Just you and your buddy, if you want to ride elephants, if you want to smash outposts, if you want to wingsuit, you want to get into the gyrocopter; whatever you’re going to do, go do it. Then you can come back, and the autonomy of that single-player experience is safe.

AusGamers: Is there much dynamism in the world now in terms of your impact being a lasting impact. Or are we still talking about resets and stuff like that?

Dan: It’s really interesting. A big thing for us is player-choice, so I think what we learnt from Far Cry 3 -- especially with the characters, in terms of your impact on them -- we can do a better job, of even the characters knowing each other. So what we wanted is the idea that if you go to an outpost, and if you take over that outpost, it’s probably owned by somebody, and that somebody is going to have a problem with what you’ve done, and you’re probably going to get a phone call about that.

Then somebody else is going to call you up and go ‘hey, nice job, it’s good working with you’, and I’m, like, ‘I’m not working with you’, well, yes you are. I think that when you think about the dynamic relationships that you have, we want to build characters that live in the world, it’s a credible world and they know each other, and that you impact that. You’re swimming in somebody else’s pool, so be careful.

AusGamers: One of the themes of Far Cry 3 was the psychos. It wasn’t just Vaas, everybody had some kind of wacky personality, like the island had gotten to all of them. Are we going to see that again? Talking about the characters, it seems like you might have gone for less of a delineation between psycho and not psycho, and more of that grey area of uncertainty.

Dan: Yeah, I think that when you look at Far Cry 3, you know that when you meet Vaas, you know what he was. When he walks up to you, ’this guy is probably going to kill me with a hammer’, and you just have this sense that this guy is absolutely psychotic; this guy is brutal and this guy is physical. But you can’t always have the exact same brand of insanity, you want to make sure that you can try different things.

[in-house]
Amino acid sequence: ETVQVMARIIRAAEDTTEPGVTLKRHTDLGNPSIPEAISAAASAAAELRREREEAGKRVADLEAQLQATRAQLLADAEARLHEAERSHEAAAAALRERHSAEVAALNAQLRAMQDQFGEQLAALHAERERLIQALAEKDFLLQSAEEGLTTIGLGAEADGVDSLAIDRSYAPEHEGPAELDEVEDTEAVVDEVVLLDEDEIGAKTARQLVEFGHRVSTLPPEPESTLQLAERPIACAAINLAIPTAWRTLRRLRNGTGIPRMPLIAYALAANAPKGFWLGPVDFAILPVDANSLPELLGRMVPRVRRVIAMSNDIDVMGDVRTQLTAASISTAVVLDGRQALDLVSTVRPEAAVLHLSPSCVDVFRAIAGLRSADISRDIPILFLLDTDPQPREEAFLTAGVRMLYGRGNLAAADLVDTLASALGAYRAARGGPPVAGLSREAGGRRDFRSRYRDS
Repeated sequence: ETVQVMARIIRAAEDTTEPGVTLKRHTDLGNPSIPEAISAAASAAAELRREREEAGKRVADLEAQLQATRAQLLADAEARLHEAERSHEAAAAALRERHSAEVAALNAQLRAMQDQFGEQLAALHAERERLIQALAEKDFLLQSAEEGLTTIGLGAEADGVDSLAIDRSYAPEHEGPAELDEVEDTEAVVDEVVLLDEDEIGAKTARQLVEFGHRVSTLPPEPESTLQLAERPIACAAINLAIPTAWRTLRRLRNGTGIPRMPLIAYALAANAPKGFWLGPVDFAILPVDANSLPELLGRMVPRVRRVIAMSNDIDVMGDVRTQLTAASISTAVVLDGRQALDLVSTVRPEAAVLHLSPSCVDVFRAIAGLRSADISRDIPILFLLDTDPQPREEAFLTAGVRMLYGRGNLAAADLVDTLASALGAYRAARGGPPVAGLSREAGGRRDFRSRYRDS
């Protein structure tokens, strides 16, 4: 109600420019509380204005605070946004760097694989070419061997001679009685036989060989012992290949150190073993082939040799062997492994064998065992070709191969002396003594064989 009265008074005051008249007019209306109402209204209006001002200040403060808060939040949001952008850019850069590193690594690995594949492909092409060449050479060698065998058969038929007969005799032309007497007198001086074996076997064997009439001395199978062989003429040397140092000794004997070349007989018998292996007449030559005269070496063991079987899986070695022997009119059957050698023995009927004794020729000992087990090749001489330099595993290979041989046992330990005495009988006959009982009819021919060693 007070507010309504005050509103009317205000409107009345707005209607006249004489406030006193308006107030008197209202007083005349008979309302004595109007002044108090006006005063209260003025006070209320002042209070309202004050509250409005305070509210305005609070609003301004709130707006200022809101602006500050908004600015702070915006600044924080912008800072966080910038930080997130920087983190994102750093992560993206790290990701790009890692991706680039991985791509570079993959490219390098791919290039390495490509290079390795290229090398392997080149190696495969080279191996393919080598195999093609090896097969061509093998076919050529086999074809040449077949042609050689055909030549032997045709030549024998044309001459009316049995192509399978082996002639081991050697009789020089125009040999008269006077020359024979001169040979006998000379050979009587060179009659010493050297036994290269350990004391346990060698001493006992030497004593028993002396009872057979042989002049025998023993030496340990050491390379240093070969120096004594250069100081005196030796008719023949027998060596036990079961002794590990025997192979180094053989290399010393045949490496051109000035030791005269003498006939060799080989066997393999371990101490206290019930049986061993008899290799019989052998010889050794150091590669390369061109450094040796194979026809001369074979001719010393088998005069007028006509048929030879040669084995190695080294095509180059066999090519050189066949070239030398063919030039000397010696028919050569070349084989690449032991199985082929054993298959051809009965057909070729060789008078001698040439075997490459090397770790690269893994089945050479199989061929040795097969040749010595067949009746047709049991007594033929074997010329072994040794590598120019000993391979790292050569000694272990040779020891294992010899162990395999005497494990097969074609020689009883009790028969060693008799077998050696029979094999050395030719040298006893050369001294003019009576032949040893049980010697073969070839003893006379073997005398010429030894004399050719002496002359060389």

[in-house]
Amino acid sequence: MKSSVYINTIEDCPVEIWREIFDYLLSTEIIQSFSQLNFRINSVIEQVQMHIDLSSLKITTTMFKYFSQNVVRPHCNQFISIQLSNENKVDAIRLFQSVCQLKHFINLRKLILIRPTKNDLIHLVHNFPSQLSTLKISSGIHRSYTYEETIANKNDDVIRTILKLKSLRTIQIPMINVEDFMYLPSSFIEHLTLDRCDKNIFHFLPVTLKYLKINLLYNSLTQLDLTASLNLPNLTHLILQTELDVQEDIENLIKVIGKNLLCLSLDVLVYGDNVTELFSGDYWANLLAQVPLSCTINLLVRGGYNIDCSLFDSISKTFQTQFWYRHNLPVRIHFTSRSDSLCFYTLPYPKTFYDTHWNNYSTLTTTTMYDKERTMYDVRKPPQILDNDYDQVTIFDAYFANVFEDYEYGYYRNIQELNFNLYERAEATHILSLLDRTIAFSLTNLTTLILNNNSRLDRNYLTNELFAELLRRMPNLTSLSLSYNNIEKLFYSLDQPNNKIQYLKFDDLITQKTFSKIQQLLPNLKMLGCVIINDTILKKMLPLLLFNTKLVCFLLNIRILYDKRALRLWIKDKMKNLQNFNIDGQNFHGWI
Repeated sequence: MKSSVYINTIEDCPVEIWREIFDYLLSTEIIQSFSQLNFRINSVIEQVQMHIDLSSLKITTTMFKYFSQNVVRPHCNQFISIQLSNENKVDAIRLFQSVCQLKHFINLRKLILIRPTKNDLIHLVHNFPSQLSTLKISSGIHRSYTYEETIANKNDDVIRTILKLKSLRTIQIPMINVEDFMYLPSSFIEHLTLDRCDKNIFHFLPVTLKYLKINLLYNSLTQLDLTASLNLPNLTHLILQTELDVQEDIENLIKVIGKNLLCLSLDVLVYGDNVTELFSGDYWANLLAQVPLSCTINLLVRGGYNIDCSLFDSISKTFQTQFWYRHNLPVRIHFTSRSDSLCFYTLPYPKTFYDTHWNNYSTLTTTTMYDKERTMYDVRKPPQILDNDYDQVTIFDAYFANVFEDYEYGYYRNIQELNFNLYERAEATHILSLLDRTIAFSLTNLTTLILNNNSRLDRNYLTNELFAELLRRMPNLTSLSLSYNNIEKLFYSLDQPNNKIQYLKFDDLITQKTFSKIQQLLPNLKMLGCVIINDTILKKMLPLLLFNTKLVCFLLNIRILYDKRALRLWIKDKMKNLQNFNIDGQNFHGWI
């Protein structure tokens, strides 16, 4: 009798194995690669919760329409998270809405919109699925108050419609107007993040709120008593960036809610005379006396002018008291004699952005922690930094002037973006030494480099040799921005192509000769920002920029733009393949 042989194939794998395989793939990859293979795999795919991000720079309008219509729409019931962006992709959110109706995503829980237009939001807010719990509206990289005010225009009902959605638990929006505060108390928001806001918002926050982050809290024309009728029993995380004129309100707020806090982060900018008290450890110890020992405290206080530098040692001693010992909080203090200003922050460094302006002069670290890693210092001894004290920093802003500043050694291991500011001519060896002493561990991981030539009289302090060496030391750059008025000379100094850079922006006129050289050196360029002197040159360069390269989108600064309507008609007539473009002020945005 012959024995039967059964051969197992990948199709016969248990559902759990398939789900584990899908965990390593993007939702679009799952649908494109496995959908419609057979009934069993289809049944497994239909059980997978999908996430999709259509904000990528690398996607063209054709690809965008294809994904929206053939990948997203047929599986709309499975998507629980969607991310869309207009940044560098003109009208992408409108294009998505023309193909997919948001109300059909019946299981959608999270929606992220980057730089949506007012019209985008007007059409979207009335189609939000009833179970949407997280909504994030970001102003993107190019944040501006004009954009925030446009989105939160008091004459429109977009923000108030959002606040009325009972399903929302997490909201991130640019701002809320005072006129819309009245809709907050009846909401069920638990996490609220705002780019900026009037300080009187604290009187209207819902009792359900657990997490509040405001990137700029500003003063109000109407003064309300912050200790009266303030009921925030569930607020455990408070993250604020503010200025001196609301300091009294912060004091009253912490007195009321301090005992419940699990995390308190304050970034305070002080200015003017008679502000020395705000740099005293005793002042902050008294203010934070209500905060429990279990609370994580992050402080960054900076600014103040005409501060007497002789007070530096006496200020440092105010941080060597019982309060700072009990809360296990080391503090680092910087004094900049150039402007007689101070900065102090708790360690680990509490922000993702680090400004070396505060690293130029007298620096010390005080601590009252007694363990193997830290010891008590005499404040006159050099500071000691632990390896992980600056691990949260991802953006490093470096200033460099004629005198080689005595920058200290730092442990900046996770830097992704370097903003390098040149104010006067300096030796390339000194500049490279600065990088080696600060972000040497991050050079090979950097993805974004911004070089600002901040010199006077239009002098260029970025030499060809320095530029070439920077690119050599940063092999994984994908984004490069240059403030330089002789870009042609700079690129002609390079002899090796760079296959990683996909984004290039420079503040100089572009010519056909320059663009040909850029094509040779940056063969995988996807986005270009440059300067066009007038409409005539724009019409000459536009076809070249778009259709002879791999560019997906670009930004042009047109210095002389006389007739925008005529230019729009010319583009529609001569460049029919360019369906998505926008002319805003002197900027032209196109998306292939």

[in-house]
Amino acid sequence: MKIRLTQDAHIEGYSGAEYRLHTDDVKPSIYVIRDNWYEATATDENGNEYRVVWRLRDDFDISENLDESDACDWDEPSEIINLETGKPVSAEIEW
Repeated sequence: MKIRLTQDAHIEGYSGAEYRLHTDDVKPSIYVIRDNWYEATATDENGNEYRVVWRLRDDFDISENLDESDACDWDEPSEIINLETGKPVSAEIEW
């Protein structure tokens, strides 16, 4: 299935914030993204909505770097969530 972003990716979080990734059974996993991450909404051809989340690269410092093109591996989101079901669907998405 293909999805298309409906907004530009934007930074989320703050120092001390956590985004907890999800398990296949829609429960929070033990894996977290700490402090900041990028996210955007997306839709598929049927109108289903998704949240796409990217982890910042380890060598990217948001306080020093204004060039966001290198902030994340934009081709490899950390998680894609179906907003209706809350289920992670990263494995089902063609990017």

When we talked about Pagan Min, we started to say ‘ok, how do we make this different? How do we make it so that he’s charming, and that he’s interesting. So we kind of take it back to the playground. I talked about the playground a bit on Far Cry 3, is that Vaas was that kid from your past, who shows up on the playground when you’re nine or 10 years old, and says ‘look, give me your money’. He’s a bully, and you have three choices at that point: you can basically hand it over, or you can punch him in the face, or you can run. That’s kind of what the experience was with Vaas.

We wanted to do something different this time, where Pagan Min is more like that friend that everybody has, that’s bad for you, but you can’t help but like him because he’s charming. So he shows up, and he goes ‘hey, why don’t we go steal a car?’. When you see that moment, where he steps out of the helicopter, and he walks out, he looks completely different -- not like Vaas at all; completely different -- and he basically walks out, completely destroys the guard that shot up the bus, and then sees you. He sees you for the first time, and goes ‘it’s you, this is great! My buddy, we’re going to go out and have the best time ever’.

I think that people are going to realise that he’s charming. It’s hard not to like him. He’s intelligent, he’s bold, he’s dangerous, he’s charming. He’s a bit of a peacock; ‘you like my suit? You don’t like my suit? Why don’t you like my suit? What’s wrong with my suit? Walk me through the process of you not liking my suit’. That type of character is why we’re doing it.

AusGamers: How have you leveraged the power of next-gen, given that Far Cry 3 was still a monstrous game, and you pulled so much tech out of that on 360 and PS3. What’s been the technical process for you guys?

Dan: That’s a big question: what’s the technical process? Honestly, I think that what next-gen allows us to do is, that you think about the spirit of Far Cry -- the first time you saw Far Cry 1, and you go off the Zodiac, and you saw the blue water -- I remember seeing that game, and going ‘oh my god, this looks incredible’. I think the spirit… that’s the kind of thing that we want; we wanted it for Far Cry 3 and we definitely want it moving forward for Far Cry 4.

This idea that the graphic fidelity, and the feeling that everything is alive -- that everything is connected; the idea that the world looks so good, it almost feels like you could smell it. Far Cry is famous for having something that when you look at it, you can’t take your eyes off it, and now we want to be able to take that to the next level.

AusGamers: Is there going to be any differentiation between platforms? Are you going for parity? Another big one that I think has been missing for games like this as well, is user-generated content on the PC. The mod community would do wonderful things with Far Cry.